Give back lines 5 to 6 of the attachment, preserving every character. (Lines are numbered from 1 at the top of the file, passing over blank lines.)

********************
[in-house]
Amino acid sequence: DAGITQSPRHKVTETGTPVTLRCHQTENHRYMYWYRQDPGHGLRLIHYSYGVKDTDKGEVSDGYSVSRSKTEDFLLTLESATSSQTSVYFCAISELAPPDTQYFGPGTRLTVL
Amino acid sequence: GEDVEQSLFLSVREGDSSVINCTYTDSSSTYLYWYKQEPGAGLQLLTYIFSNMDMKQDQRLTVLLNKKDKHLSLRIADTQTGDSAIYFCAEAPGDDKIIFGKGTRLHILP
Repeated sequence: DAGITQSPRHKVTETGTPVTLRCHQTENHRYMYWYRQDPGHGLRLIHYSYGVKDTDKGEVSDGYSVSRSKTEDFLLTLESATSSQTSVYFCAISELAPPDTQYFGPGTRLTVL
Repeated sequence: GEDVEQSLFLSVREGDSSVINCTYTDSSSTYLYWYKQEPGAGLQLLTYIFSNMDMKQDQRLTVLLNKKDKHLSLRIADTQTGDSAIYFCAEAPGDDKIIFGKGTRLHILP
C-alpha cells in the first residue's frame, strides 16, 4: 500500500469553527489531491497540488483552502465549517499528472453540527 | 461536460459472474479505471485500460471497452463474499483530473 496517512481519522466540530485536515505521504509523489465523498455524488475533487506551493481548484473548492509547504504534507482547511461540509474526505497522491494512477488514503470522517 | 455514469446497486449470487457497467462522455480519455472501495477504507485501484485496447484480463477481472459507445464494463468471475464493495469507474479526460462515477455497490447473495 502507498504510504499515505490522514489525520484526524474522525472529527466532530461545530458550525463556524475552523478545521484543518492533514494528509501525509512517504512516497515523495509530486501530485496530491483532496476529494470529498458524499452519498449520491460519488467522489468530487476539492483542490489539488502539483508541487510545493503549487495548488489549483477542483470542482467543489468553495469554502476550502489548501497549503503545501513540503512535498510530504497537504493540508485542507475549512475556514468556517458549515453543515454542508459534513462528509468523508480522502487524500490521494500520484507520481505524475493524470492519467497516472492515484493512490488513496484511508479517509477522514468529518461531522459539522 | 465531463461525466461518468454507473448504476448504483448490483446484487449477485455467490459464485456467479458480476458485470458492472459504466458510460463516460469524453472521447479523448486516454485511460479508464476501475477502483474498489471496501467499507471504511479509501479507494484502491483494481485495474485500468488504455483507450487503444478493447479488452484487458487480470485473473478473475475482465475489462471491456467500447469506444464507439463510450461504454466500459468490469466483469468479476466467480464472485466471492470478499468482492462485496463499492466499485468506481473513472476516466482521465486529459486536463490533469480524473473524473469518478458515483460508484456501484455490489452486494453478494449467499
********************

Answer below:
Repeated sequence: GEDVEQSLFLSVREGDSSVINCTYTDSSSTYLYWYKQEPGAGLQLLTYIFSNMDMKQDQRLTVLLNKKDKHLSLRIADTQTGDSAIYFCAEAPGDDKIIFGKGTRLHILP
C-alpha cells in the first residue's frame, strides 16, 4: 500500500469553527489531491497540488483552502465549517499528472453540527 | 461536460459472474479505471485500460471497452463474499483530473 496517512481519522466540530485536515505521504509523489465523498455524488475533487506551493481548484473548492509547504504534507482547511461540509474526505497522491494512477488514503470522517 | 455514469446497486449470487457497467462522455480519455472501495477504507485501484485496447484480463477481472459507445464494463468471475464493495469507474479526460462515477455497490447473495 502507498504510504499515505490522514489525520484526524474522525472529527466532530461545530458550525463556524475552523478545521484543518492533514494528509501525509512517504512516497515523495509530486501530485496530491483532496476529494470529498458524499452519498449520491460519488467522489468530487476539492483542490489539488502539483508541487510545493503549487495548488489549483477542483470542482467543489468553495469554502476550502489548501497549503503545501513540503512535498510530504497537504493540508485542507475549512475556514468556517458549515453543515454542508459534513462528509468523508480522502487524500490521494500520484507520481505524475493524470492519467497516472492515484493512490488513496484511508479517509477522514468529518461531522459539522 | 465531463461525466461518468454507473448504476448504483448490483446484487449477485455467490459464485456467479458480476458485470458492472459504466458510460463516460469524453472521447479523448486516454485511460479508464476501475477502483474498489471496501467499507471504511479509501479507494484502491483494481485495474485500468488504455483507450487503444478493447479488452484487458487480470485473473478473475475482465475489462471491456467500447469506444464507439463510450461504454466500459468490469466483469468479476466467480464472485466471492470478499468482492462485496463499492466499485468506481473513472476516466482521465486529459486536463490533469480524473473524473469518478458515483460508484456501484455490489452486494453478494449467499